Commodore A4091 SCSI Adaptor (Haynie Letter)


On Wed, 23 Apr 1997 08:57:43 GMT, drizzit@nnnnn.com (Greg Baldwin)
wrote:

>Bruce Goodman (bgoodman@nnnn.net) wrote:

>The 4091 is a nice interface, but it has problems - problems which exist
>on all Z3 machines.

>First off, there are two versions of the 4091.  The original release was
>by Commdore.  According to the grapevine, this version had some bugs in
>its design and ROM code that caused some serious problems (of which I can
>not remember at the moment).  

There's at least one potential problem in the A4091 design, which can
be fixed in the PALs, though I don't know that it ever has. This is
ONLY a problem when using multiple bus masters on Zorro III. There are
two ways to end a bus tenure on Zorro III, a "fast" and a "slow" way.
The A4091 used the "fast" scheme, which as it turns out, can cause
problems with other devices on the bus. At the time, we thought this
was always a problem, but it turns out using the "slow" mode always
works; or at least that's been reported by several developers.

In software, the first A4091 ROM was a big problem. There were some
SCSI problems, but even worse ones. For example, it only booted under
OS 3.x. 

Please realize that some things done in the last days of Commodore
weren't always Commodore's best work. I designed the A4091, and one
other guy helped on the project, but thanks to layoffs, I had three
other projects also going at the same time. Our Product Assurance
group (the guys who do all the critical testing for new products) was,
at the time, constantly being jerked around from project to project,
so they didn't get adequate testing done. 

>Right before Commodore went under, they sold the design to DKB, 
>who in turn fixed both the hardware and software bugs in it.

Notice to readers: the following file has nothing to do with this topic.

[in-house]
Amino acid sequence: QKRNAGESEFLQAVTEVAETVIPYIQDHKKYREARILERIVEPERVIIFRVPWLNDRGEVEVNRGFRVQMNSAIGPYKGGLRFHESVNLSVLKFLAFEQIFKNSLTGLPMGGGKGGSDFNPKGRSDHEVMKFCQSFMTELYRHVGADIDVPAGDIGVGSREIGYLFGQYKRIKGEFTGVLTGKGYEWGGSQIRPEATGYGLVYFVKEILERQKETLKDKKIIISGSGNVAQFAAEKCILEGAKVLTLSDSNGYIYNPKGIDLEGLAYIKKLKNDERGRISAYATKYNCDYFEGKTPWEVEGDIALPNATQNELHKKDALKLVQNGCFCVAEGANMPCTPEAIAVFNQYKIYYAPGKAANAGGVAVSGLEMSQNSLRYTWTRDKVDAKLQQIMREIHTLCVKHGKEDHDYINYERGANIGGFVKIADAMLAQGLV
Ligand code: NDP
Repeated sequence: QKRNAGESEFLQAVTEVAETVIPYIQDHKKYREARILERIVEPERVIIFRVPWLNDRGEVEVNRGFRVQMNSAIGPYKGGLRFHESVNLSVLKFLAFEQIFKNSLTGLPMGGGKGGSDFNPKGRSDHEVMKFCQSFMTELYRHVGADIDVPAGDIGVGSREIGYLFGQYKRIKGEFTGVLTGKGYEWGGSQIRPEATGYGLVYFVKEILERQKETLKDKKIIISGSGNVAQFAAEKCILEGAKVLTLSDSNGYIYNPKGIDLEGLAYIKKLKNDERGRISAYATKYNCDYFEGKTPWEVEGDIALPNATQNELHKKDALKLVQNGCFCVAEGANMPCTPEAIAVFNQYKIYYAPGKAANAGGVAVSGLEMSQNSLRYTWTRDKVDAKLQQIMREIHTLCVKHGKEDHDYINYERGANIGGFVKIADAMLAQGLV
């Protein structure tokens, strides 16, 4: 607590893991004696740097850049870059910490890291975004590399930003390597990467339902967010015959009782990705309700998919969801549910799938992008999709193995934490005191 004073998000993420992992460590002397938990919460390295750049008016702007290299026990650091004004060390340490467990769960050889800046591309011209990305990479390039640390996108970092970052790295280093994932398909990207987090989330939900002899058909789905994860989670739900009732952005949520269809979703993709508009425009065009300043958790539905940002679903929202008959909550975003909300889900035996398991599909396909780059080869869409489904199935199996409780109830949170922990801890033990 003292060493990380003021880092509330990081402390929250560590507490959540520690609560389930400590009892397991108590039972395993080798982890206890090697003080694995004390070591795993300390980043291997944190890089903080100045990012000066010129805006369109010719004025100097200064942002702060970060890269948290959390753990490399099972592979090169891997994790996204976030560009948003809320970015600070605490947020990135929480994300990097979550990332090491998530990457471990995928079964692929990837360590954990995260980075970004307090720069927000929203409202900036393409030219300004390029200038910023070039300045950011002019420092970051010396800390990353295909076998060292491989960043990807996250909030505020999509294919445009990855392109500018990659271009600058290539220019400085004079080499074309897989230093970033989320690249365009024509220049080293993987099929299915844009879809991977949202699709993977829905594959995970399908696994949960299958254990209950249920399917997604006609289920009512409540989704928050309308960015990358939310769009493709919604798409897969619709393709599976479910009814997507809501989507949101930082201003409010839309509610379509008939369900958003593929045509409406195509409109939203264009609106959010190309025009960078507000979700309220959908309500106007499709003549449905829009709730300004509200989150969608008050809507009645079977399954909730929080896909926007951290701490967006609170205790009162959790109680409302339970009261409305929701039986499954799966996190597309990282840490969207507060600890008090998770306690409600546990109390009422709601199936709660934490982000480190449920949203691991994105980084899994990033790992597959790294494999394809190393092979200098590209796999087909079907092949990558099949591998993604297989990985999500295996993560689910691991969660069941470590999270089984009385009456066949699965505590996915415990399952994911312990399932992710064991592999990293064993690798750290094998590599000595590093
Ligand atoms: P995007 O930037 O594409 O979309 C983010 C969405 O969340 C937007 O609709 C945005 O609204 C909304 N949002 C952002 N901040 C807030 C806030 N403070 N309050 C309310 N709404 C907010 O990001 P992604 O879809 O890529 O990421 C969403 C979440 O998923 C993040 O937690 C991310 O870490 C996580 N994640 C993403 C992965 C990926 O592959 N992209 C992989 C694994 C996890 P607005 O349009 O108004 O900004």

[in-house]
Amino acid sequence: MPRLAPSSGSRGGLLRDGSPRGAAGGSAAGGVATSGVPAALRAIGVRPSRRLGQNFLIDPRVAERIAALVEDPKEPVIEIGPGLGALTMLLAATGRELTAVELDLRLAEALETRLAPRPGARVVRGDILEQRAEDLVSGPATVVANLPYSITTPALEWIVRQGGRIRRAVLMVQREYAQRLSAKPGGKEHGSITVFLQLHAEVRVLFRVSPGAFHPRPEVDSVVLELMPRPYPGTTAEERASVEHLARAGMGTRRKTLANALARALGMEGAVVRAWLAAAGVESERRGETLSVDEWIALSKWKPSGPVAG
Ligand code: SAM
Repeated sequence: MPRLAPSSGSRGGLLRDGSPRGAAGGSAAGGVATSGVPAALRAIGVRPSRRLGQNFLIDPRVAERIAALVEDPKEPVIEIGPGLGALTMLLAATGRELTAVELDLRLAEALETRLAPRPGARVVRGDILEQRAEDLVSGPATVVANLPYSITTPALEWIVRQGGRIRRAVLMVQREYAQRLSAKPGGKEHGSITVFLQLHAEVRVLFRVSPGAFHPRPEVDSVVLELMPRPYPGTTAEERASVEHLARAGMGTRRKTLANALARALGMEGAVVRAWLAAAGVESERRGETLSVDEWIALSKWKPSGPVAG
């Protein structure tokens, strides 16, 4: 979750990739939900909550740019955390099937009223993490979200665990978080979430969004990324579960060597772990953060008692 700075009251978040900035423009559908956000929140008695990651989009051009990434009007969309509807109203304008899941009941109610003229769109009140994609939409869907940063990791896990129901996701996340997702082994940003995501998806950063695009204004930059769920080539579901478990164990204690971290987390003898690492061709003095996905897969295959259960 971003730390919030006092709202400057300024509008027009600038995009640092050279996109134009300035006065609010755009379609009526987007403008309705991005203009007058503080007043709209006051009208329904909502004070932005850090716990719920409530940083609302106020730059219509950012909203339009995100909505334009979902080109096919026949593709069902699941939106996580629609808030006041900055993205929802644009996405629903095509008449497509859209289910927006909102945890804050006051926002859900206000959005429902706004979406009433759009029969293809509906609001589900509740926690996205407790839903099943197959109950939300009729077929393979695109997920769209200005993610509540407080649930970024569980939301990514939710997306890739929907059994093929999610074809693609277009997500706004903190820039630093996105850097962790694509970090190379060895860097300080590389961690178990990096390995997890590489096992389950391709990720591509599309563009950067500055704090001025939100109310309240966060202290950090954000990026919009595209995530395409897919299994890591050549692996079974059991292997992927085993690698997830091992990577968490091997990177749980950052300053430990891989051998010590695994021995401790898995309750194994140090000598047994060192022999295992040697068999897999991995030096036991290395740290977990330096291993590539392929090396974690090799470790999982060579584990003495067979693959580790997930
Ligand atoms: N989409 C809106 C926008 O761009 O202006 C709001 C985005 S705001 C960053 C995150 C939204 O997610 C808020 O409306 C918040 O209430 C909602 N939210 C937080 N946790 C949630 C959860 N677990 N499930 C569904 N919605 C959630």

Actually, it was a bit before Commodore went under. Basically, the
demand for the A4091 wasn't enough for Commodore to bother with at the
time, after the first production run. Fortunately, by then, CATS had
been allowed to offer C= technology to other companies for things like
this. So the design lived on; I even had a list of things for DKB to
look at improving in the design by then; there just hadn't been time
to look at optimizations, things like that. Far as I know, the Rev 13
sotware, done at Commodore by then (Randell Jesup) was the final
version, but it only shipped with DKB boards, since C= did just the
one run. 

>I happen to have one of the DKB released versions, and it has
>worked flawlessly with every drive I've plugged into it.

As I recall, there were a few things that gave older firmware releases
a headache, but not necessarily hard drives, which are all pretty much
the same thing in SCSI. 

>The other problem that exists is that the 4091 (both C= and DKB versions)
>do NOT work without a rv 11 SuperBuster.  Without one, the device will
>work for anywhere from 2 seconds to 2 minutes before it locks the machine
>up. 

Though you think it's the same chip, there are actually two Busters:
Level I and Level II. The Level I Buster, up to Rev 7, is used in all
A3000 family machines, and it does NOT support Zorro III bus masters.
Doesn't even try. There came a time in the A3000 development where I
had to chose between adding more Zorro III features (I designed the
whole bus specification before I did the chip work) and getting Zorro
II compatibility up to par. Zorro II was tricky -- in essence, it's a
68000 bus emulator in there, and some of the interactions between 68K
procotol and real Zorro II hardware were not things you could have
easily predicted at the start of the project. And given that C=
management hadn't even asked for expansion bus improvements on the
A3000 (all my idea), you can see where Level I came from. 

The Level II part (about twice as many gates) was out in two
revisions; Rev 9, which initially shipped with the A4000, and Rev 11,
which is the best you'll ever get. The Rev 9 part has two bugs that